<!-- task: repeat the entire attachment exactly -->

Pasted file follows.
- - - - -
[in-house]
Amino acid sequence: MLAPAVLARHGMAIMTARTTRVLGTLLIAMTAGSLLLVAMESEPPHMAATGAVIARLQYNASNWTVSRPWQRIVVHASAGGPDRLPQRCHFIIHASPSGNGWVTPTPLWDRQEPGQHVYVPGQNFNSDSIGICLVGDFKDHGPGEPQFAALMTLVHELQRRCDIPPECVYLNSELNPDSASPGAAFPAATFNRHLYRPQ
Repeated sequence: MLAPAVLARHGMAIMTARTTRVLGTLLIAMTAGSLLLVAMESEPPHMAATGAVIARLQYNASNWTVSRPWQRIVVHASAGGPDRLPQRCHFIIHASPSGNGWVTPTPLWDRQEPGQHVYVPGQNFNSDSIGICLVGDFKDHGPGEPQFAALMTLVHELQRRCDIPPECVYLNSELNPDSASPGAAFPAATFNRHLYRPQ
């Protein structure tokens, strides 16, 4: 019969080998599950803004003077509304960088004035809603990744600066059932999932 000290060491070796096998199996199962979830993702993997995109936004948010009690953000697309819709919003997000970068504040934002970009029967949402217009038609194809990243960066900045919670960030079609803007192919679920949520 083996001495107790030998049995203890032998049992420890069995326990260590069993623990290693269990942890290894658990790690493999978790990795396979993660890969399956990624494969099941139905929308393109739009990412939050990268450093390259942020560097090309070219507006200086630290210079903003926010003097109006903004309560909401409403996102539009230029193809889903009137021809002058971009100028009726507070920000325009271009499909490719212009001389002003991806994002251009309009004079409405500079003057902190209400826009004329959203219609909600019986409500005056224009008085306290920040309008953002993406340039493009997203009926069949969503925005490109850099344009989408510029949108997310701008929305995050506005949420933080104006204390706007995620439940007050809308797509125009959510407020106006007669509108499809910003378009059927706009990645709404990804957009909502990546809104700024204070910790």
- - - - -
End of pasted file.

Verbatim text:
[in-house]
Amino acid sequence: MLAPAVLARHGMAIMTARTTRVLGTLLIAMTAGSLLLVAMESEPPHMAATGAVIARLQYNASNWTVSRPWQRIVVHASAGGPDRLPQRCHFIIHASPSGNGWVTPTPLWDRQEPGQHVYVPGQNFNSDSIGICLVGDFKDHGPGEPQFAALMTLVHELQRRCDIPPECVYLNSELNPDSASPGAAFPAATFNRHLYRPQ
Repeated sequence: MLAPAVLARHGMAIMTARTTRVLGTLLIAMTAGSLLLVAMESEPPHMAATGAVIARLQYNASNWTVSRPWQRIVVHASAGGPDRLPQRCHFIIHASPSGNGWVTPTPLWDRQEPGQHVYVPGQNFNSDSIGICLVGDFKDHGPGEPQFAALMTLVHELQRRCDIPPECVYLNSELNPDSASPGAAFPAATFNRHLYRPQ
């Protein structure tokens, strides 16, 4: 019969080998599950803004003077509304960088004035809603990744600066059932999932 000290060491070796096998199996199962979830993702993997995109936004948010009690953000697309819709919003997000970068504040934002970009029967949402217009038609194809990243960066900045919670960030079609803007192919679920949520 083996001495107790030998049995203890032998049992420890069995326990260590069993623990290693269990942890290894658990790690493999978790990795396979993660890969399956990624494969099941139905929308393109739009990412939050990268450093390259942020560097090309070219507006200086630290210079903003926010003097109006903004309560909401409403996102539009230029193809889903009137021809002058971009100028009726507070920000325009271009499909490719212009001389002003991806994002251009309009004079409405500079003057902190209400826009004329959203219609909600019986409500005056224009008085306290920040309008953002993406340039493009997203009926069949969503925005490109850099344009989408510029949108997310701008929305995050506005949420933080104006204390706007995620439940007050809308797509125009959510407020106006007669509108499809910003378009059927706009990645709404990804957009909502990546809104700024204070910790």